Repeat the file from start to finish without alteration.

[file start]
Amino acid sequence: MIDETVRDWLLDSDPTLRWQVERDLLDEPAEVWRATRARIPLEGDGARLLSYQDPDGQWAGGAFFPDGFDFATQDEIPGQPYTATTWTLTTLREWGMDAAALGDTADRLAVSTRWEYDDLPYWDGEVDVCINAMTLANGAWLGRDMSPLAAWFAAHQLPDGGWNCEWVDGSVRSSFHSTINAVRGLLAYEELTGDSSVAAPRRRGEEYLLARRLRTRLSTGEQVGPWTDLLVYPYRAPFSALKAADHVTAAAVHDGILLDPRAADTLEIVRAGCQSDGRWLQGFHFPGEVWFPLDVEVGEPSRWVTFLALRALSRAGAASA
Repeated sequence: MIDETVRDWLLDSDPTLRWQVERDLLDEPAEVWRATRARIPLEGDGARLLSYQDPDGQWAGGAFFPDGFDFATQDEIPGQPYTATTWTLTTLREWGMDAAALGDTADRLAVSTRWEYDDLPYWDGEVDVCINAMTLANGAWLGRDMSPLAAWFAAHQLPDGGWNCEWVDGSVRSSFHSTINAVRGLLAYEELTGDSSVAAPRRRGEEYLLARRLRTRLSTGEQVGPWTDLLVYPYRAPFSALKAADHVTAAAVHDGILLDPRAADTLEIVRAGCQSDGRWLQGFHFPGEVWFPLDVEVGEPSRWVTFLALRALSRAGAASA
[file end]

Amino acid sequence: MIDETVRDWLLDSDPTLRWQVERDLLDEPAEVWRATRARIPLEGDGARLLSYQDPDGQWAGGAFFPDGFDFATQDEIPGQPYTATTWTLTTLREWGMDAAALGDTADRLAVSTRWEYDDLPYWDGEVDVCINAMTLANGAWLGRDMSPLAAWFAAHQLPDGGWNCEWVDGSVRSSFHSTINAVRGLLAYEELTGDSSVAAPRRRGEEYLLARRLRTRLSTGEQVGPWTDLLVYPYRAPFSALKAADHVTAAAVHDGILLDPRAADTLEIVRAGCQSDGRWLQGFHFPGEVWFPLDVEVGEPSRWVTFLALRALSRAGAASA
Repeated sequence: MIDETVRDWLLDSDPTLRWQVERDLLDEPAEVWRATRARIPLEGDGARLLSYQDPDGQWAGGAFFPDGFDFATQDEIPGQPYTATTWTLTTLREWGMDAAALGDTADRLAVSTRWEYDDLPYWDGEVDVCINAMTLANGAWLGRDMSPLAAWFAAHQLPDGGWNCEWVDGSVRSSFHSTINAVRGLLAYEELTGDSSVAAPRRRGEEYLLARRLRTRLSTGEQVGPWTDLLVYPYRAPFSALKAADHVTAAAVHDGILLDPRAADTLEIVRAGCQSDGRWLQGFHFPGEVWFPLDVEVGEPSRWVTFLALRALSRAGAASA